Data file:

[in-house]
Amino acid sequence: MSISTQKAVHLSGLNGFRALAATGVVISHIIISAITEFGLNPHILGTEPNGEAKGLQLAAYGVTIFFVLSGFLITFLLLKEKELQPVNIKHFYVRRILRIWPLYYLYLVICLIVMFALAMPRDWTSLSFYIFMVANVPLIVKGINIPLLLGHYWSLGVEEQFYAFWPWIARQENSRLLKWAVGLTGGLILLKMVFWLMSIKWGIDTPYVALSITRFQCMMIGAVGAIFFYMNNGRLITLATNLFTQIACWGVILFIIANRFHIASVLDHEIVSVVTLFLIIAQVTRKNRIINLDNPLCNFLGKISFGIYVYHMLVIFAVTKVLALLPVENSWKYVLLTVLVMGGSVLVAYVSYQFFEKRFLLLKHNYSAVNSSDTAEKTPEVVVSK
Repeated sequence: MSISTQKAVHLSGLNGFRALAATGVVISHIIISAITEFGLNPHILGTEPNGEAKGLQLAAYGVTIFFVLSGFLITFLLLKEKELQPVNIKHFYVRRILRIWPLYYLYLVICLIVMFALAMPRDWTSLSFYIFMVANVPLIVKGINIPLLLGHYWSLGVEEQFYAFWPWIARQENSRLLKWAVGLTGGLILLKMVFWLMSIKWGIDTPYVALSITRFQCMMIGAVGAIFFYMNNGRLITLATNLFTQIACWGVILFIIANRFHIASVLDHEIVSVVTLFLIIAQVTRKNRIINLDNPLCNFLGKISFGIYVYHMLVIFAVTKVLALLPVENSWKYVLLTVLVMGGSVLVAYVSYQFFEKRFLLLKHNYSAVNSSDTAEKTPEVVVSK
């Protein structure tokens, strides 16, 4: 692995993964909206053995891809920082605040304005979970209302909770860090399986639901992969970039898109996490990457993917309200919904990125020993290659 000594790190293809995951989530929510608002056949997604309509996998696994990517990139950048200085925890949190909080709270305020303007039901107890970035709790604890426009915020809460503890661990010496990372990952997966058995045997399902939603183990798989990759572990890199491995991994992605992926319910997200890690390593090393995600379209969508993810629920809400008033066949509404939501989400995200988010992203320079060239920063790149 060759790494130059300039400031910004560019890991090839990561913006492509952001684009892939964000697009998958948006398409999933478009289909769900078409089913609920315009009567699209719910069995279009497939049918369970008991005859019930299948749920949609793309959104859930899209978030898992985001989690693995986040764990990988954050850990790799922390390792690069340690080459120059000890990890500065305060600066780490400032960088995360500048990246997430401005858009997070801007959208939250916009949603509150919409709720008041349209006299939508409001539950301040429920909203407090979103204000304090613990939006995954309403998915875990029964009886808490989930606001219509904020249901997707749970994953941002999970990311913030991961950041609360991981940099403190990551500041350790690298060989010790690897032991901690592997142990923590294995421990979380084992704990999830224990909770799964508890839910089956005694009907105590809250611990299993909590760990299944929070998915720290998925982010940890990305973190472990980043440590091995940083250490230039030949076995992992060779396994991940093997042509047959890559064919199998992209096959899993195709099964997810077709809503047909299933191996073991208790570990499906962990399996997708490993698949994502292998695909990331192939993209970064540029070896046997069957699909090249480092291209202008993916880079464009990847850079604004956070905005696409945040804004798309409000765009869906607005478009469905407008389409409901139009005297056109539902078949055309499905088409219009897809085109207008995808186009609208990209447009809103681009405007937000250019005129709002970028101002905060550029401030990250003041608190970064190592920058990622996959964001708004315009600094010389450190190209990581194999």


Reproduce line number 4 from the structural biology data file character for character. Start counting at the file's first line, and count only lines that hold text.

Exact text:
């Protein structure tokens, strides 16, 4: 692995993964909206053995891809920082605040304005979970209302909770860090399986639901992969970039898109996490990457993917309200919904990125020993290659 000594790190293809995951989530929510608002056949997604309509996998696994990517990139950048200085925890949190909080709270305020303007039901107890970035709790604890426009915020809460503890661990010496990372990952997966058995045997399902939603183990798989990759572990890199491995991994992605992926319910997200890690390593090393995600379209969508993810629920809400008033066949509404939501989400995200988010992203320079060239920063790149 060759790494130059300039400031910004560019890991090839990561913006492509952001684009892939964000697009998958948006398409999933478009289909769900078409089913609920315009009567699209719910069995279009497939049918369970008991005859019930299948749920949609793309959104859930899209978030898992985001989690693995986040764990990988954050850990790799922390390792690069340690080459120059000890990890500065305060600066780490400032960088995360500048990246997430401005858009997070801007959208939250916009949603509150919409709720008041349209006299939508409001539950301040429920909203407090979103204000304090613990939006995954309403998915875990029964009886808490989930606001219509904020249901997707749970994953941002999970990311913030991961950041609360991981940099403190990551500041350790690298060989010790690897032991901690592997142990923590294995421990979380084992704990999830224990909770799964508890839910089956005694009907105590809250611990299993909590760990299944929070998915720290998925982010940890990305973190472990980043440590091995940083250490230039030949076995992992060779396994991940093997042509047959890559064919199998992209096959899993195709099964997810077709809503047909299933191996073991208790570990499906962990399996997708490993698949994502292998695909990331192939993209970064540029070896046997069957699909090249480092291209202008993916880079464009990847850079604004956070905005696409945040804004798309409000765009869906607005478009469905407008389409409901139009005297056109539902078949055309499905088409219009897809085109207008995808186009609208990209447009809103681009405007937000250019005129709002970028101002905060550029401030990250003041608190970064190592920058990622996959964001708004315009600094010389450190190209990581194999």